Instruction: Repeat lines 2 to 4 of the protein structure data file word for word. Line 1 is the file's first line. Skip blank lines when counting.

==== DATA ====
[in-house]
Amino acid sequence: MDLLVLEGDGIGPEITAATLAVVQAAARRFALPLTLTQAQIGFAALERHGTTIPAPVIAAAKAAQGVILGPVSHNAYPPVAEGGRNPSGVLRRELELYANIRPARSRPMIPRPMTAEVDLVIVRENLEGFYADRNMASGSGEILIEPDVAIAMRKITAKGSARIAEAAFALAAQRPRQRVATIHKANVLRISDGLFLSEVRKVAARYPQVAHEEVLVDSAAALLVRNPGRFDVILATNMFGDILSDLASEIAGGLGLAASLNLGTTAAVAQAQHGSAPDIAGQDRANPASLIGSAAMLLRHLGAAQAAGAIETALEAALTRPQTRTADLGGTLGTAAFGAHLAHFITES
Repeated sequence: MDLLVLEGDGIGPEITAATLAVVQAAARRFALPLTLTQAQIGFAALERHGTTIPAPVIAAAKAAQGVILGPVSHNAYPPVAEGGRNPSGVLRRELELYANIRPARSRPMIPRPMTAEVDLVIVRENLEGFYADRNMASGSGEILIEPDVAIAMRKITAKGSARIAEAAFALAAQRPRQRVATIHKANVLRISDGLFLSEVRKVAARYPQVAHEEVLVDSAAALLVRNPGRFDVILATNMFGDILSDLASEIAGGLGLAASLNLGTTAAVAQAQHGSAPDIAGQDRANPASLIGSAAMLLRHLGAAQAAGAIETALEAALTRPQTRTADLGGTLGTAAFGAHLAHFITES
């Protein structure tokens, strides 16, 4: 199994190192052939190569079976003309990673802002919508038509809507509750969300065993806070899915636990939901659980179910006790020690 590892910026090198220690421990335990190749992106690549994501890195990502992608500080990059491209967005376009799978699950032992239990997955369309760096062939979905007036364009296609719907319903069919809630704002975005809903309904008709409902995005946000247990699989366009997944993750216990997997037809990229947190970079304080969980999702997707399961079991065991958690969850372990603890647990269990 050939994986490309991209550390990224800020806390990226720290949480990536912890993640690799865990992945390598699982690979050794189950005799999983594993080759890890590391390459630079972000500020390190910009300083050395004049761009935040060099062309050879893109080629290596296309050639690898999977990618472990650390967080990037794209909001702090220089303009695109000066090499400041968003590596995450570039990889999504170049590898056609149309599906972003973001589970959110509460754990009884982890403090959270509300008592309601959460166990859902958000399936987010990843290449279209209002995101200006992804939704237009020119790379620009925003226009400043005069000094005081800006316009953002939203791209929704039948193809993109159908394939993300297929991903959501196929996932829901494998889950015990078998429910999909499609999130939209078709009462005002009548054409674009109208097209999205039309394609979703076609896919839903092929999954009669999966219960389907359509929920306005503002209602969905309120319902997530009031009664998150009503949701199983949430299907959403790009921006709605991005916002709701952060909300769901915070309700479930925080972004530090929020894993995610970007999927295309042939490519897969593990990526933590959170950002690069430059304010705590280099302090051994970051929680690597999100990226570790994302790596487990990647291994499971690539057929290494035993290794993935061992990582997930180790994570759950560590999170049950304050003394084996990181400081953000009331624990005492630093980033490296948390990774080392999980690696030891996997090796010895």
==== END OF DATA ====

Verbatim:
Amino acid sequence: MDLLVLEGDGIGPEITAATLAVVQAAARRFALPLTLTQAQIGFAALERHGTTIPAPVIAAAKAAQGVILGPVSHNAYPPVAEGGRNPSGVLRRELELYANIRPARSRPMIPRPMTAEVDLVIVRENLEGFYADRNMASGSGEILIEPDVAIAMRKITAKGSARIAEAAFALAAQRPRQRVATIHKANVLRISDGLFLSEVRKVAARYPQVAHEEVLVDSAAALLVRNPGRFDVILATNMFGDILSDLASEIAGGLGLAASLNLGTTAAVAQAQHGSAPDIAGQDRANPASLIGSAAMLLRHLGAAQAAGAIETALEAALTRPQTRTADLGGTLGTAAFGAHLAHFITES
Repeated sequence: MDLLVLEGDGIGPEITAATLAVVQAAARRFALPLTLTQAQIGFAALERHGTTIPAPVIAAAKAAQGVILGPVSHNAYPPVAEGGRNPSGVLRRELELYANIRPARSRPMIPRPMTAEVDLVIVRENLEGFYADRNMASGSGEILIEPDVAIAMRKITAKGSARIAEAAFALAAQRPRQRVATIHKANVLRISDGLFLSEVRKVAARYPQVAHEEVLVDSAAALLVRNPGRFDVILATNMFGDILSDLASEIAGGLGLAASLNLGTTAAVAQAQHGSAPDIAGQDRANPASLIGSAAMLLRHLGAAQAAGAIETALEAALTRPQTRTADLGGTLGTAAFGAHLAHFITES
């Protein structure tokens, strides 16, 4: 199994190192052939190569079976003309990673802002919508038509809507509750969300065993806070899915636990939901659980179910006790020690 590892910026090198220690421990335990190749992106690549994501890195990502992608500080990059491209967005376009799978699950032992239990997955369309760096062939979905007036364009296609719907319903069919809630704002975005809903309904008709409902995005946000247990699989366009997944993750216990997997037809990229947190970079304080969980999702997707399961079991065991958690969850372990603890647990269990 050939994986490309991209550390990224800020806390990226720290949480990536912890993640690799865990992945390598699982690979050794189950005799999983594993080759890890590391390459630079972000500020390190910009300083050395004049761009935040060099062309050879893109080629290596296309050639690898999977990618472990650390967080990037794209909001702090220089303009695109000066090499400041968003590596995450570039990889999504170049590898056609149309599906972003973001589970959110509460754990009884982890403090959270509300008592309601959460166990859902958000399936987010990843290449279209209002995101200006992804939704237009020119790379620009925003226009400043005069000094005081800006316009953002939203791209929704039948193809993109159908394939993300297929991903959501196929996932829901494998889950015990078998429910999909499609999130939209078709009462005002009548054409674009109208097209999205039309394609979703076609896919839903092929999954009669999966219960389907359509929920306005503002209602969905309120319902997530009031009664998150009503949701199983949430299907959403790009921006709605991005916002709701952060909300769901915070309700479930925080972004530090929020894993995610970007999927295309042939490519897969593990990526933590959170950002690069430059304010705590280099302090051994970051929680690597999100990226570790994302790596487990990647291994499971690539057929290494035993290794993935061992990582997930180790994570759950560590999170049950304050003394084996990181400081953000009331624990005492630093980033490296948390990774080392999980690696030891996997090796010895």